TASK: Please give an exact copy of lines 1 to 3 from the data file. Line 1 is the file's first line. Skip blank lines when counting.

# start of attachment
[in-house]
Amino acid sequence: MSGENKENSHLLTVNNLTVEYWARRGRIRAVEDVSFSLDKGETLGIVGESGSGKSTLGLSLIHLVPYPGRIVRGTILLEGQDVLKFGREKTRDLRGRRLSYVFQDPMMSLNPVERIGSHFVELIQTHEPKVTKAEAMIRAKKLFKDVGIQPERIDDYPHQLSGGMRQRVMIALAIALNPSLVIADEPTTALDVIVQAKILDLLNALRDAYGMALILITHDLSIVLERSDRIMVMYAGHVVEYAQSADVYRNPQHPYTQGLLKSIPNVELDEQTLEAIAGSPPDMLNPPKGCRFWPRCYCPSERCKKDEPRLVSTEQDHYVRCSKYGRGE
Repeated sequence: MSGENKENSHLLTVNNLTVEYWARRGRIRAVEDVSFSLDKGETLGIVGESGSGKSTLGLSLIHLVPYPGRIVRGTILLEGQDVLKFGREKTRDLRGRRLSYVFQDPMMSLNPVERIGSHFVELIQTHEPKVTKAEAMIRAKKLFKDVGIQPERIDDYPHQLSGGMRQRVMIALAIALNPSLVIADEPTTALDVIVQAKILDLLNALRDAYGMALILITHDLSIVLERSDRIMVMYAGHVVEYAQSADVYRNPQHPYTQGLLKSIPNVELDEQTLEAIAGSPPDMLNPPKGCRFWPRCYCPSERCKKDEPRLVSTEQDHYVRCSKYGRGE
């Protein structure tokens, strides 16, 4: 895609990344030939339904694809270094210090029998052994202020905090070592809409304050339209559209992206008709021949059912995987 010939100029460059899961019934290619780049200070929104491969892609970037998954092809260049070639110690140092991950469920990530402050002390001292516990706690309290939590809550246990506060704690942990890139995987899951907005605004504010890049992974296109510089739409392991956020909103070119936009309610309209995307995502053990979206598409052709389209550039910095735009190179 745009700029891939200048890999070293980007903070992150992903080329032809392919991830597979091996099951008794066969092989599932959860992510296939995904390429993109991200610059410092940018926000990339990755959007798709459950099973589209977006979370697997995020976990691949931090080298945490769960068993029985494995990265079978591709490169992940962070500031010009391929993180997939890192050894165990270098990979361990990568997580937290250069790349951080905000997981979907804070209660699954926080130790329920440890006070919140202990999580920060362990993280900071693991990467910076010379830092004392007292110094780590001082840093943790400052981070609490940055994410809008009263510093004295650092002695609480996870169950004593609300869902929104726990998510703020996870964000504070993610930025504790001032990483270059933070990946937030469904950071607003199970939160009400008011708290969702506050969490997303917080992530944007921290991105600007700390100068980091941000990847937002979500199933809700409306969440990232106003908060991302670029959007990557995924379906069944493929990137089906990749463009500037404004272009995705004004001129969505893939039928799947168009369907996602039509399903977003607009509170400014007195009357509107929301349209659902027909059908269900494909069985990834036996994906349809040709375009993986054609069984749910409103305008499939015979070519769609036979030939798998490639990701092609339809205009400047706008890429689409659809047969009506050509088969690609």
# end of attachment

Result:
[in-house]
Amino acid sequence: MSGENKENSHLLTVNNLTVEYWARRGRIRAVEDVSFSLDKGETLGIVGESGSGKSTLGLSLIHLVPYPGRIVRGTILLEGQDVLKFGREKTRDLRGRRLSYVFQDPMMSLNPVERIGSHFVELIQTHEPKVTKAEAMIRAKKLFKDVGIQPERIDDYPHQLSGGMRQRVMIALAIALNPSLVIADEPTTALDVIVQAKILDLLNALRDAYGMALILITHDLSIVLERSDRIMVMYAGHVVEYAQSADVYRNPQHPYTQGLLKSIPNVELDEQTLEAIAGSPPDMLNPPKGCRFWPRCYCPSERCKKDEPRLVSTEQDHYVRCSKYGRGE
Repeated sequence: MSGENKENSHLLTVNNLTVEYWARRGRIRAVEDVSFSLDKGETLGIVGESGSGKSTLGLSLIHLVPYPGRIVRGTILLEGQDVLKFGREKTRDLRGRRLSYVFQDPMMSLNPVERIGSHFVELIQTHEPKVTKAEAMIRAKKLFKDVGIQPERIDDYPHQLSGGMRQRVMIALAIALNPSLVIADEPTTALDVIVQAKILDLLNALRDAYGMALILITHDLSIVLERSDRIMVMYAGHVVEYAQSADVYRNPQHPYTQGLLKSIPNVELDEQTLEAIAGSPPDMLNPPKGCRFWPRCYCPSERCKKDEPRLVSTEQDHYVRCSKYGRGE